The Pradhan Mantri Sahaj Bijli Har Ghar Yojana (‘Saubhagya’) launched in September, which claims to ensure electrification of all willing households in the country, is too ambitious a project. While it makes grandiose promises to provide a free electricity connection to all willing Below Poverty Line households and to all others on a payment of ₹500 (which shall be recovered by the power distribution companies/power departments in 10 instalments along with electricity bills), it expects the poor to pay the bills without providing any subsidy to ease their burden. Even to the best of their abilities the poor would often not be in a position to pay regular electricity bills, which in turn could result in disconnection. The government has conveniently overlooked the fact that for the poor in some States, the inability to pay an electricity bill is a big impediment.
This new scheme is just a way of refurbishing the Deen Dayal Upadhyaya Gram Jyoti Yojana (DDUGJY), the earlier scheme of rural electrification launched in July 2015, which aimed to electrify all un-electrified villages by May 2018.
Power problem — On Saubhagya scheme
Under DDUGJY, the government managed to electrify 14,701 villages while 2,760 villages remain un-electrified; out of these, work is still in progress in a total of 2,611 villages. However, out of the 14,701 villages, only in 8%, i.e. 1,198 villages, do all households have connectivity. Even if we take into consideration the fact that so many villages have been “electrified”, the next point of contention is the definition used. According to the definition, a village is considered to be electrified if 10% households have an electricity connection and related basic infrastructure. Furthermore, even in these 10% of households, there is no promise of minimum hours of supply. The question we then need to ask is this: given that 90% of households may not have power supply and of those 10% with electricity not having a regular supply, can we still consider such a village to be electrified in a meaningful way?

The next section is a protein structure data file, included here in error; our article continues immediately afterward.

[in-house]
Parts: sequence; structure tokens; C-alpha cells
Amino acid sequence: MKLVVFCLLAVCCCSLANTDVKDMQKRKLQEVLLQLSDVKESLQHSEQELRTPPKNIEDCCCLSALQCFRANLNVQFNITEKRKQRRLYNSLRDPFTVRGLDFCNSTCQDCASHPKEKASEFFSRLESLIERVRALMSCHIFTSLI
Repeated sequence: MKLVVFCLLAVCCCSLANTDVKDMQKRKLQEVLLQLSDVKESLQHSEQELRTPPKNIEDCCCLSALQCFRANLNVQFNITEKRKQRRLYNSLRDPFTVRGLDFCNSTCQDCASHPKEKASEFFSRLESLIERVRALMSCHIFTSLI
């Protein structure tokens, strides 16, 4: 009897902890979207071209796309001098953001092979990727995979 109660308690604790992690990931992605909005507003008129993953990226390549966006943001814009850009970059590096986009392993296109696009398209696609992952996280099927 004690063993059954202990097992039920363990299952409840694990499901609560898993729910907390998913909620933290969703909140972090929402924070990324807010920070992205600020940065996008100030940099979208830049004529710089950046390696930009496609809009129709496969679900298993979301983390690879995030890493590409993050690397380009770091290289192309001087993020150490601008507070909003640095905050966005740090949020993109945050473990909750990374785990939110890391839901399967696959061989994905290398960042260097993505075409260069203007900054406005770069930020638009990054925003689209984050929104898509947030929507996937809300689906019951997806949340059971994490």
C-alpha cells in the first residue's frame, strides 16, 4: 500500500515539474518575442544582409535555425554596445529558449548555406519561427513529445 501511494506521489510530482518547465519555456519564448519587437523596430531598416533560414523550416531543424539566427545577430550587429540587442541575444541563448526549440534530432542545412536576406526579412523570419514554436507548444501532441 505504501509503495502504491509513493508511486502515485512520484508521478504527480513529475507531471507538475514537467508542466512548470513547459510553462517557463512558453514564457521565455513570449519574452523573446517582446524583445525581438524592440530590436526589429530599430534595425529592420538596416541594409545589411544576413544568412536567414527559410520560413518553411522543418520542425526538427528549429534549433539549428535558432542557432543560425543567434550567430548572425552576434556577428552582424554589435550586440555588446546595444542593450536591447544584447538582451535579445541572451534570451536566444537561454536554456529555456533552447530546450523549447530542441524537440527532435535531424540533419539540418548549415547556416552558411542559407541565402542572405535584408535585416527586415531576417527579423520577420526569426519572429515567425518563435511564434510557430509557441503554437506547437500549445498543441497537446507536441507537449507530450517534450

The objective of the Saubhagya scheme is to “provide energy access to all by last mile connectivity and electricity connections to all remaining un-electrified households in rural as well as urban areas to achieve universal household electrification in the country.” On the face of it, the scheme may only be able to plug the gaps and address the issues of entry barrier, last mile connectivity and release of connections, but it can guarantee neither regular electricity supply nor continuation of those connections in case of non-payment. A free electricity connection may provide some relief as far as the financial burden is concerned. However, expecting poor households to bear the recurring burden of bills as per the prevailing tariff of DISCOMs is unimaginable.
Even if the programme is successful, hypothetically, and all households are provided a connection, there would still be the problem of regular supply. Industry estimates suggest that this scheme would potentially require an additional 28,000 MW and additional energy of about 80,000 million units per annum, which is roughly 7% of India’s current installed power capacity. There is a power shortage even at this moment leading to scheduled and unscheduled load shedding, often up to 10 hours or more. The problem is graver still in interior rural India. Considering the huge lapses as far as electricity availability is concerned, managing this additional demand would prove to be challenging. We should also not forget that the provision of providing one-two hours’ supply a day is not the same as provision of regular supply.
In the past three years, we have seen a series of policies and promises urging us to ponder over the type of welfare politics India is witnessing. Symbolically, all such attempts have a lot of significance as far as the bid to secure popular support is concerned. However, there has been a lot of debate in the past over many of the government’s policies which it claims to be based on the primary goal of “ushering in development”. Nevertheless, it must be a cause of worry that the government has embraced the slogans of welfare politics without being able to deliver substantial and meaningful results. Irrespective of the poor track record as far as meaningful change is concerned, such policies have aided the government in building an image of being people-centric.
Certainly, Saubhagya has some positives such as provision for households outside the reach of grid lines. However, our contention is that the policy has set a standard for itself without enough focus on its capacity to deliver results. The policy statement echoes the commitment to facilitate economic growth and social development, but we still need to ask whether this is another instance of messaging for an electoral purpose.
Sanjay Kumar is a Professor and currently the Director of the Centre for the Study of Developing Societies (CSDS) Delhi. Ananya Singh is a Researcher with Lokniti at CSDS, Delhi. The views expressed are personal